Tallinn’s public transport company AS Tallinna Linnatransport (TLT) and Bioforce Infra OU on Tuesday opened a compressed natural gas (CNG) filling station with 120 refueling slots and two fast refueling slots in eastern Tallinn, which is capable of refueling all the 200 gas powered buses currently plying the city’s public transport routes.
The filling station started operating already in January. Since then, construction works on the site and tidying-up have been completed. According to TLT, the station is the highest-capacity gas resupply station of its kind in the whole Baltic region and Finland.
“The transition to gas powered buses and the development of new infrastructure is an important step in developing an environmentally friendly transport system for both Tallinn and Estonia,” Andrei Novikov, deputy mayor of Tallinn, said in a press release. He added that the common goal of TLT and the city is to completely abandon diesel by 2025.
Deniss Borodits, CEO of TLT, said that the compressed gas station on Peterburi Road ushers in a new stage of development of the Estonian public transport sector, and the transition to CNG powered buses will make Tallinn’s public transport system the largest consumer of compressed gas in Estonia.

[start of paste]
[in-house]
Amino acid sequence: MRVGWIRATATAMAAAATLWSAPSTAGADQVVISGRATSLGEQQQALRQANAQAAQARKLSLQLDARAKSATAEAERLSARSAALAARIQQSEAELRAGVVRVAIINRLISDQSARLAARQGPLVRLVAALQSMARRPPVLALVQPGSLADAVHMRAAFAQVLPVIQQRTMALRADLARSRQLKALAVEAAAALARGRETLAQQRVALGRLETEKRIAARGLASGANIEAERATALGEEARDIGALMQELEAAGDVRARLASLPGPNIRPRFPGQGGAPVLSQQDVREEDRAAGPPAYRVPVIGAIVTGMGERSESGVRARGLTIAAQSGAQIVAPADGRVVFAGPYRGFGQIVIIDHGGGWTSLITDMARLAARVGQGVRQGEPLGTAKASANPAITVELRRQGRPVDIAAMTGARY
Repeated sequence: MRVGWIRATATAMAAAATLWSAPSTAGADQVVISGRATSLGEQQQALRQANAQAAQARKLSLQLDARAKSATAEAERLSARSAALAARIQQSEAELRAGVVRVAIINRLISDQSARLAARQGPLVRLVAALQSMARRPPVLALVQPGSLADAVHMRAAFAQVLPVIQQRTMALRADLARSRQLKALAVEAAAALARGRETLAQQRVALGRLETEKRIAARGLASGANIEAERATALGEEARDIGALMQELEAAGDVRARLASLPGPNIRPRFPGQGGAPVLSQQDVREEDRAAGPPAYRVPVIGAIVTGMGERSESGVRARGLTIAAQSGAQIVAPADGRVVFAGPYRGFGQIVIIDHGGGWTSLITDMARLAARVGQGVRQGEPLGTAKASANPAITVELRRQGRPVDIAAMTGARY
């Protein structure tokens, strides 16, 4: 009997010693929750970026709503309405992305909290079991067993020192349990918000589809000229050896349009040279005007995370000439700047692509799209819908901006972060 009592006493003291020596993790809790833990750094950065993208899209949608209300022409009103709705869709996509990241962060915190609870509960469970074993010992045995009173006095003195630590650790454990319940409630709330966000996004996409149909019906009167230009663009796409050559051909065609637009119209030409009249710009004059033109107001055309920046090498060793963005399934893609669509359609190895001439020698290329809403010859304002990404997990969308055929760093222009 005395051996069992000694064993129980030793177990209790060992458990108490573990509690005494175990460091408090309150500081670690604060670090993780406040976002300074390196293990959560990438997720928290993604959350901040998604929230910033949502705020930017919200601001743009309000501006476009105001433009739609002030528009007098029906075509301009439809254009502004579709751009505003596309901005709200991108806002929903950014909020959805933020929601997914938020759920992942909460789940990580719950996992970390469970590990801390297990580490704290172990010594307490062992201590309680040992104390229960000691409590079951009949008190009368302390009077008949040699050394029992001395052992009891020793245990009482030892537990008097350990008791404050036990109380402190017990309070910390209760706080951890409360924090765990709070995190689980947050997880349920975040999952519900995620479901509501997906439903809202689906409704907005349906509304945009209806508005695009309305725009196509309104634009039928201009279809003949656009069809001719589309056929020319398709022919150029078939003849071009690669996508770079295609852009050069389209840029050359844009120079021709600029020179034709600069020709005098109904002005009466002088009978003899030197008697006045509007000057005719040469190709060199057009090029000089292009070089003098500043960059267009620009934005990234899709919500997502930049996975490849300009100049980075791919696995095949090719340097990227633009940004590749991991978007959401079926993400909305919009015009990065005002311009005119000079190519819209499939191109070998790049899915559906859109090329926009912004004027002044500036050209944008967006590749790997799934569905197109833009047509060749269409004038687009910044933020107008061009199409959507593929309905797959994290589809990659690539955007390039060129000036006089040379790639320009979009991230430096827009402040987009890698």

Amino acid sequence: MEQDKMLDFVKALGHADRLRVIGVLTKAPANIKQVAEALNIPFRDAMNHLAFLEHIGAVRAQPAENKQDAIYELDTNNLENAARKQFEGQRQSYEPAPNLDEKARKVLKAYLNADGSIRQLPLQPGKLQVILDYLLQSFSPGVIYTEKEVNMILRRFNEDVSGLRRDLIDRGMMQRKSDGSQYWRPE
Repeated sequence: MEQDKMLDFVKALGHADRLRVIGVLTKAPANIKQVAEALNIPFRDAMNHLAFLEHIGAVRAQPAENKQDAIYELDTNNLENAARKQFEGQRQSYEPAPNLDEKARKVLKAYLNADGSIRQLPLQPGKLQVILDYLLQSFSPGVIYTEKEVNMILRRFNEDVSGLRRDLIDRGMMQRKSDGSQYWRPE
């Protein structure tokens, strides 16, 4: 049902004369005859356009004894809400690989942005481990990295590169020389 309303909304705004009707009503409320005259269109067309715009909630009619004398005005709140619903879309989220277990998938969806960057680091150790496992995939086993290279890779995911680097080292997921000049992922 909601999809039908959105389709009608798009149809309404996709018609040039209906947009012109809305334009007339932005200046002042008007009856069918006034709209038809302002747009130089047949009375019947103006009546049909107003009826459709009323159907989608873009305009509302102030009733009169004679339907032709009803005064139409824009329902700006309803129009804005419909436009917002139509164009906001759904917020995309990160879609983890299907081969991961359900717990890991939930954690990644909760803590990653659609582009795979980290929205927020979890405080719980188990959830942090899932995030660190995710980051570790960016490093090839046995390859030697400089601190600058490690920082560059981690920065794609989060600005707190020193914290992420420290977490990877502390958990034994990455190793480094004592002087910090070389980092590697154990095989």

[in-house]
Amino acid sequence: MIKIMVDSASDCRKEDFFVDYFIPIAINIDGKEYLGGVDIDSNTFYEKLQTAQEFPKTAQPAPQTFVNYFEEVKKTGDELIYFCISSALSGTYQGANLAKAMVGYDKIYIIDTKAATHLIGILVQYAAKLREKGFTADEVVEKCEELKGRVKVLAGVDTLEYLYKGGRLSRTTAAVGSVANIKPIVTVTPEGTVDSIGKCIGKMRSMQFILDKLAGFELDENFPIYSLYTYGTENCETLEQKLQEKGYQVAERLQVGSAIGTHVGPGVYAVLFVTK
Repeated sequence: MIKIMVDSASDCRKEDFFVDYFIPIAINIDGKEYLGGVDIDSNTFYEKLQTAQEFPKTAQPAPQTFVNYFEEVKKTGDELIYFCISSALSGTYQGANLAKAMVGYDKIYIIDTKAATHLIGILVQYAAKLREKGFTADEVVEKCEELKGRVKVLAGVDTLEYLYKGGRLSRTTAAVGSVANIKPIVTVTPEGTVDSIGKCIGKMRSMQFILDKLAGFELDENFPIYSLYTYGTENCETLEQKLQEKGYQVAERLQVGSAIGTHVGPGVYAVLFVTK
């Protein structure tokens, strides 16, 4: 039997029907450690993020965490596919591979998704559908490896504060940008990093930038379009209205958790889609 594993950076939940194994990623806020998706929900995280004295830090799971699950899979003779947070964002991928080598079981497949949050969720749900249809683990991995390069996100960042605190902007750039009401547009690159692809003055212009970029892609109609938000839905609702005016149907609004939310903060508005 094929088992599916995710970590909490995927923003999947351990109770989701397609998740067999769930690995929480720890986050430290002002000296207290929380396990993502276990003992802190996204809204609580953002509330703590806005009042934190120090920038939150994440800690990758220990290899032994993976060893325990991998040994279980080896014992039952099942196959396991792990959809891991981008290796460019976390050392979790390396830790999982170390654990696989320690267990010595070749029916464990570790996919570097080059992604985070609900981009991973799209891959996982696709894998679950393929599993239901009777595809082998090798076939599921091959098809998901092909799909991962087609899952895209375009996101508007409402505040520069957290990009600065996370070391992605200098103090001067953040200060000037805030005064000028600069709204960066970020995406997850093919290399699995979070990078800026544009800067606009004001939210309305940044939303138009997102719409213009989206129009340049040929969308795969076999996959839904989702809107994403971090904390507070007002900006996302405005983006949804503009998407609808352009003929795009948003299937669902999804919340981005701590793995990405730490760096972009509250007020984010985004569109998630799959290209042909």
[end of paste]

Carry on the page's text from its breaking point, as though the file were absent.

He said that as things stand, the capital city is already served by 200 buses running on compressed gas, and another 150 gas powered buses will be added in the coming year. Three hundred and fifty gas powered buses consume approximately 200 gigawatt-hours of compressed gas per year.
The CNG filling station was built by Bioforce Infra OU, winner of a public procurement tender, in collaboration with Verston Ehitus.
Henry Uljas, CEO of Bioforce Infra OU, said that in the slow refueling area, up to 120 vehicles can be refueled simultaneously in four hours, while with the fast refueling system, the refueling process of a bus takes only 6-8 minutes.
“As the vast majority of the capital’s public transport vehicles are refueled at night, when there are no regular services, the filling station can cover the needs of all 200 vehicles,” Uljas added.
He noted that, at the same time, the company is building another station on Kadaka Road in the western part of the city, which will add 200 slow refueling slots and three fast refueling slots within a month.
Uljas pointed out that in the last three years, biomethane production has tripled in Estonia. Today, there are five biomethane production units in Estonia, and the coming few years will definitely see at least three more biomethane plants commissioned.
“For example, Bioforce OU is building a new production plant at Aravete, which will produce approximately 35 gigawatt-hours of green gas per year. The size of the investment is four million euros and the new station is expected to start operating in February next year,” Uljas said.